Texas bluesman Andrew "Jr. Boy" Jones talks about Freddie King, Katie Webster, Musselwhite and Lone Star scene

"The Blues is true to life as we live it. Because it is deep rooted in the fiber of man, it is a part of living. All the situations you deal with daily are in the blues."

Andrew ‘Jr.Boy’ Jones: A True Bluesman

Andrew ‘Jr. Boy’ Jones was raised in Dallas, Texas, by his mother Gladys, who was a single parent after divorcing her husband when Andrew was very young. The singer for a big band, Gladys retired to raise her family, and the band’s leader, Adolphus Sneed, stayed with the family as a father figure. Andrew received his first guitar from his mother for his seventh birthday, and he practiced every day. After noticing Andrew’s talent, Sneed bought him his second guitar. Andrew has amassed more than 50 years of experience as a professional guitar player. ‘Jr. Boy’ was in his first professional group, the Thunderbirds, backing Freddie ‘The Texas Cannonball’ King by age 16. In the ’60s, ‘70s, and ‘80s, ‘Jr. Boy’ toured the world with several music legends, such as Johnnie Taylor, Tony Coleman, Cornell Dupree, Little Frankie Lee, Bobby Patterson, Russell Jackson, B.B. King, Katie Webster, and Charlie Musselwhite, to name a few.

Andrew 'Jr Boy' Jones / Photo by Kim Keddy

In 1996, Andrew began his solo career and also released the first album in which he was featured as a vocalist as well as a guitar player. He has since released five more solo albums, one of which he released from his own label, GalexC Records and his only live album on 43rd Big Idea Records. ‘Jr. Boy’ has been touring extensively with his blues band all over the country for the past two years, performing at several venues in and around the Dallas area. Andrew and his band have also performed at large festivals and international events. He also produced and played on his wife Kerrie Lepai's record, (Organic Blues) which is also released on GalexC Records. He has toured: Australia, Europe, Canada, China, Chile, Lebanon, just to name a few. Once with his own incredible band. Andrew has recorded an played a very visible and active supporting role in many influential and popular icons in the blues. 

Interview by Michael Limnios

How has the Blues music influenced your views of the world and the journeys you’ve taken?

Blues music has made me see the world more realistic. Even though different places have different cultures, we go thru some of the same situations and have some of the same problems. That is the reason I have been able to travel to different places around the world. People can relate to the stories, the situations, and wrapped in a style of music that you can feel.

Where does your creative drive come from? What do you love most about the act of writing music?

My creative juices flow when I feel strong about something, and I begin to write about it. I pick up my guitar to put music to what I am feeling. Writing music is an excellent way to deliver what is in my mind and heart.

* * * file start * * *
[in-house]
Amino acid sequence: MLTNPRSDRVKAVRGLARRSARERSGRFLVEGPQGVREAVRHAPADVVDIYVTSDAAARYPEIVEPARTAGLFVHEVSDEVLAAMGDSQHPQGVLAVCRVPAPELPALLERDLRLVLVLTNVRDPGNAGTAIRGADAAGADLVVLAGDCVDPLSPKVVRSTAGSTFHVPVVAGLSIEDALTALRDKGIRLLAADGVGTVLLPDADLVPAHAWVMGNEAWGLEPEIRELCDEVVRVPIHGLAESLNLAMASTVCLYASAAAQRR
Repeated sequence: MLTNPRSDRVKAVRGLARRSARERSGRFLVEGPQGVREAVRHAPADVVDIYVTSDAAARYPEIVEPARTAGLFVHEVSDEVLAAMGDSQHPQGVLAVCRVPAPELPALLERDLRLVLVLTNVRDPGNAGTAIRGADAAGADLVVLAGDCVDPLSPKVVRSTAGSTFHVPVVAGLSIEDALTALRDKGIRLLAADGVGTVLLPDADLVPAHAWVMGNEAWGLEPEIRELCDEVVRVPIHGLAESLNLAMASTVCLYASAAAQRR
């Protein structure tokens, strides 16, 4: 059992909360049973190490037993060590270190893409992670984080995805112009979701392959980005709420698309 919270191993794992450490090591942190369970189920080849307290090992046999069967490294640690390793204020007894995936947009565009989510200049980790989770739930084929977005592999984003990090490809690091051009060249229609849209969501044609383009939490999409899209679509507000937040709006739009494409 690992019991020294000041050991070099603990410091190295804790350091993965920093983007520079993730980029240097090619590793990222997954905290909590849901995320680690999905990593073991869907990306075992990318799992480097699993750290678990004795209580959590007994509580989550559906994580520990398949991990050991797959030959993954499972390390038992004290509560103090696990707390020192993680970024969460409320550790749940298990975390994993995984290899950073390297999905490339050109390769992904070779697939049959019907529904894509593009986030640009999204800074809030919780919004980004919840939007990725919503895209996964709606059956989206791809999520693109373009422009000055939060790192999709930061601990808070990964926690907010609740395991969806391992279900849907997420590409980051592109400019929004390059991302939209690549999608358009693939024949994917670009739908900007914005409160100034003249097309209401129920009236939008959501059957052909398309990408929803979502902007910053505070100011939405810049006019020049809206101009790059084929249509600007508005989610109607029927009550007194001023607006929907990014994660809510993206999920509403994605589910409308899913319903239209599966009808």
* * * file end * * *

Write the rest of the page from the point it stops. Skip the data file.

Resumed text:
It can be slow, or fast, whatever best represents the story. The biggest reward for me is to hear the finished product of what I have created, and to have it sound like what I hear in my head and feel in my heart.

What do you learn about yourself from the blues, what does the blues mean to you?

The Blues is true to life as we live it.

"My hopes are that it (Blues) rises to the international acclaim that it once had." (Andrew "Jr Boy" Jones / Photo by Lori Patrick)

How do you describe Jr.Boy Jones sound and progress, what characterize your music philosophy?

The sound is progressive yet deeply rooted in respect for its history and tradition. My music philosophy is to learn as much musically to be able to convey the true feelings from my heart and to play with passion and from a place of honesty.

Which is the most interesting period in your life?

All of it is interesting. I am still doing what I am doing which fulfills me greatly to play music. I have had highs and lows thru all of it.

Why did you think that the Blues music continues to generate such a devoted following?

Because it is deep rooted in the fiber of man, it is a part of living. All the situations you deal with daily are in the blues.

What’s the best jam you ever played in?

That’s a hard one to answer, I have jammed with a lot of great people. Champion Jack Dupree to Freddie King, Charlie Musselwhite, Katie Webster, Kerrie Lepai to name a few.

What are some of the most memorable gigs you've had?

Greece, France, Israel, Beijing China to name a few.

Are there any memories from the late great Freddie King which you’d like to share with us?

When we played with Grand Funk Railroad and Rare Earth and being introduced to people like Robert jr. Lockwood and Willie Dixon, and recording with the great cast of musicians and artists on the “Larger Than Life" album with Freddie King.

What do you miss and what has made you laugh from the late great Freddie "The Texas Cannonball’ King?

I as well as a lot of people around the world miss Freddie King, Freddie King the man, the artist, the vocal power, musician, and the friend. I met B. B. King, Bobby Bland, Muddy Waters, and across all genres touring with Tower of Power, Rare Earth, Grand Funk Railroad, and met Robert Jr. Lockwood, T-Bone Walker, Lowell Fulsom, Big Joe Turner, and many others. I would have to say it was amazing. I had a great time with my bandmates: Benny Turner, Deacon Jones, Lewis Stephens, Mike Kennedy, Alvin Hemphill, and my roommate drummer Charles “Sugar Boy” Myers.

"I think every blues scene has its influences. Chicago is different from the West Coast. Texas is different from both coasts. You emulate what you hear, but at the same point, when you get real with it, some of you must come out in the music. No matter where you go, they have their own leanings and strong supporters of music." (Andrew "Jr Boy" Jones & Kerrie Lepai Jones / Photo by Wynter Peguero)